Thomas Doyle PEMBER, Petitioner, v. SUPERIOR COURT OF the State of California, COUNTY OF KERN, respondent; Charles Johnny YOUNG et al., Real Parties in Interest.
This is a petition for a writ of mandate to compel the defendant Young to answer certain questions asked in his deposition. The record shows that the petitioner, Thomas Doyle Pember, filed a complaint in the Superior Court of Kern County against Charles Johnny Young and Young's Market, a corporation, in which he prayed for damages in the sum of $35,000; the automobile accident referred to in the pleading was alleged to be a rear end collision in which the defendant, Charles Johnny Young, had driven the corporation's automobile into the car of the petitioner. The defendants appeared and filed an answer; in due course, Mr. Young was served with written interrogatories propounded pursuant to section 2030 of the Code of Civil Procedure, one of which referred to his plea of contributory negligence: ‘Is it your contention that the plaintiff was in any way negligent or contributorily negligent; and if so, on what facts do you base this contention?’ Thereafter, the defendant driver served and filed his answers, including the following reply to the interrogatory just quoted: ‘Defendant does claim that plaintiff was guilty of contributory negligence in the method and manner of his driving the car at the time of the accident here in question. Complete investigation has not been done at this time, so that further facts may be available at some later date.’
The plaintiff then too Mr. Young's deposition; certain questions were propounded to him, which were identical in effect with the interrogatory above quoted. Upon advice of counsel for the defendants, Mr. Young refused to answer the questions. A proceeding followed in the superior court designed to require him to answer; however, the trial judge refused to compel Mr. Young to answer, saying: ‘The Court rules that questions asked that call for a legal theory of the facts should be accomplished by means of written interrogatories wherein * * * (defendant's) attorney, as a professional could apply the facts to his legal theory. In the event interrogatories are filed requesting answers based on a question such as in the present case, the problem of work product might arise.’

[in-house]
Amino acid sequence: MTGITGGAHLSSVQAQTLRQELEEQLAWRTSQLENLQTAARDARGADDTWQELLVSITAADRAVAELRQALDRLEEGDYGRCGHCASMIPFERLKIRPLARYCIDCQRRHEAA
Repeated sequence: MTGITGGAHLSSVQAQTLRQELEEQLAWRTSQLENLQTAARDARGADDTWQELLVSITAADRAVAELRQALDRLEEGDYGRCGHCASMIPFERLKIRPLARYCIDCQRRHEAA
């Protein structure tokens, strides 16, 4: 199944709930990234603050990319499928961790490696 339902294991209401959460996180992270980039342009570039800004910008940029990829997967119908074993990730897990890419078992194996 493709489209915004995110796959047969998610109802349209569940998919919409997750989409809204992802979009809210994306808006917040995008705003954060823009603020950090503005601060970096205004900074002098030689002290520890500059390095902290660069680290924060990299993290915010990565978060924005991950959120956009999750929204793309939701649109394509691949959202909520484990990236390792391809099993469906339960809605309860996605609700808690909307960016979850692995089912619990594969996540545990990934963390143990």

The trial court was wrong. It is well established that a party to litigation is entitled to use either or both interrogatories and the deposition of an opposing party as proper means of discovery unless it would be ‘unjust, inequitable, oppressive or burdensome.’ (Darbee v. Superior Court, 208 Cal.App.2d 680, 687, 25 Cal.Rptr. 520; Greyhound Corp. v. Superior Court, 56 Cal.2d 355, 15 Cal.Rptr. 90, 364 P.2d 266; Coy v. Superior Court, 58 Cal.2d 210, 218, 23 Cal.Rptr. 393, 373 P.2d 457; Carlson v. Superior Court, 56 Cal.2d 431, 15 Cal.Rptr. 132, 364 P.2d 308.)
Singer v. Superior Court, 54 Cal.2d 318, 5 Cal.Rptr. 697, 353 P.2d 305 makes it clear that the questions call for answers disclosing facts and not opinions.
The trial court's refusal to require defendant to answer the question was an abuse of discretion; there was no sound ground to justify the denial of the request made by plaintiff. (Hauk v. Superior Court, 61 Cal.2d 295, 38 Cal.Rptr. 345, 391 P.2d 825; Flora Crane Service, Inc. v. Superior Court, 234 Cal.App.2d 767, 45 Cal.Rptr. 79; Singer v. Superior Court, supra, 54 Cal.2d 318, 5 Cal.Rptr. 697, 353 P.2d 305.)
It is, therefore, ordered that a peremptory writ of mandate issue requiring the superior court to set aside the order heretofore made and to enter an order that the defendant, Young, answer the questions; it is further ordered that at said time the trial court shall hear and determine any motion which may be made by petitioner for an award of costs as against the defendants pursuant to section 2034 of the Code of Civil Procedure.
CONLEY, Presiding Justice.
RALPH M. BROWN and STONE, JJ., concur.